Culture Crash: From Dialogue to the Cloisters

Another review of Culture Crash from William Giraldi in The New Republic:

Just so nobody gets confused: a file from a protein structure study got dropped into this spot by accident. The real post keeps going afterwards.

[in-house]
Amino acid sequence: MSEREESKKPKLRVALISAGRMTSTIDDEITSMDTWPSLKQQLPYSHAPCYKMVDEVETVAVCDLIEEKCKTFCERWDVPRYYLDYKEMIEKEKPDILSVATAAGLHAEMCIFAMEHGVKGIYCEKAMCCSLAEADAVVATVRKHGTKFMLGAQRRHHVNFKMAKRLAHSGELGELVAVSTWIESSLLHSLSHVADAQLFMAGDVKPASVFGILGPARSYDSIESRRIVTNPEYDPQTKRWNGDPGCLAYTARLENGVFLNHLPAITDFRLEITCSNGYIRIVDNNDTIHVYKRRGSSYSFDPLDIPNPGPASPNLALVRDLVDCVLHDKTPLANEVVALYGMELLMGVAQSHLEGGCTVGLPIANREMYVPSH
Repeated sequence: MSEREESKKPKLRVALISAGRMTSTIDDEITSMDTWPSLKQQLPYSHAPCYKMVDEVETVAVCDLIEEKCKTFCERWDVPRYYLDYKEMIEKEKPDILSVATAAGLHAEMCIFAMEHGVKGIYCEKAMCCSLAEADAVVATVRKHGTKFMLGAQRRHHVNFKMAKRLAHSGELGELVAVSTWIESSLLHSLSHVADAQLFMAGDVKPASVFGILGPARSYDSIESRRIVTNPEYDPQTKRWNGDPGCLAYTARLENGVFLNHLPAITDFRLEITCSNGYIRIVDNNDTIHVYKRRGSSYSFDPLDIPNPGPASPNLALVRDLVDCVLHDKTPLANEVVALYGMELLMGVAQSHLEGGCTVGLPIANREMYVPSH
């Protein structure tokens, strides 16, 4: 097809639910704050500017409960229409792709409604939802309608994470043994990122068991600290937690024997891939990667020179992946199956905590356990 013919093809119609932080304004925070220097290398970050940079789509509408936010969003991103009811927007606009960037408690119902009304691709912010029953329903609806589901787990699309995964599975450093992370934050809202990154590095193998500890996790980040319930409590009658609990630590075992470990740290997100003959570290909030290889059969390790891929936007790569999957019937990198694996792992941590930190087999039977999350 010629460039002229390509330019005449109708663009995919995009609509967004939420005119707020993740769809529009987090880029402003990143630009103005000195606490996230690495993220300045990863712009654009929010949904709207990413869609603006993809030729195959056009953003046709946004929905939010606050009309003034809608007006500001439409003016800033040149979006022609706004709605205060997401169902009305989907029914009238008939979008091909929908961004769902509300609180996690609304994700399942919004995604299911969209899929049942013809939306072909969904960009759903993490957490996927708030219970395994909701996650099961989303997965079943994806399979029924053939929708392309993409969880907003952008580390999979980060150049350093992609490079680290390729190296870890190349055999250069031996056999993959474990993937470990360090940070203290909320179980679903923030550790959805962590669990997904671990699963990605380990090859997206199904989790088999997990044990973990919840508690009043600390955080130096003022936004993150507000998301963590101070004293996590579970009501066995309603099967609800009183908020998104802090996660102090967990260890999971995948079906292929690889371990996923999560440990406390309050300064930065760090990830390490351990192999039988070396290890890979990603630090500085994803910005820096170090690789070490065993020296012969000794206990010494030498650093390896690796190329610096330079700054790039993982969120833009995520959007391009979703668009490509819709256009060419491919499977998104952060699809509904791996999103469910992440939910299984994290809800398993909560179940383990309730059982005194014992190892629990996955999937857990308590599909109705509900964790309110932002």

American individualism has come to resemble a kind of hermitism, each artist before his own effulgent machine, without taut lifelines to his fellow strivers and makers. The roiling and reciprocal group, so central to the early achievements of Lowell and Plath and Sexton, has been replaced by synthetic socializing online, or by the cloistered academic department, which is how many artists in America, if they’re the lucky ones, are able to remain in the middle class. But when you’re an artist in academia, you’re only a part-time artist, at best. We’ve fled our public places of reciprocity and dialogue, and jettisoned any commitment to a joint culture. “For culture to work, we need a common language,” Timberg writes, “and it’s impossible to have one when we are becoming more culturally and economically divided every day.”


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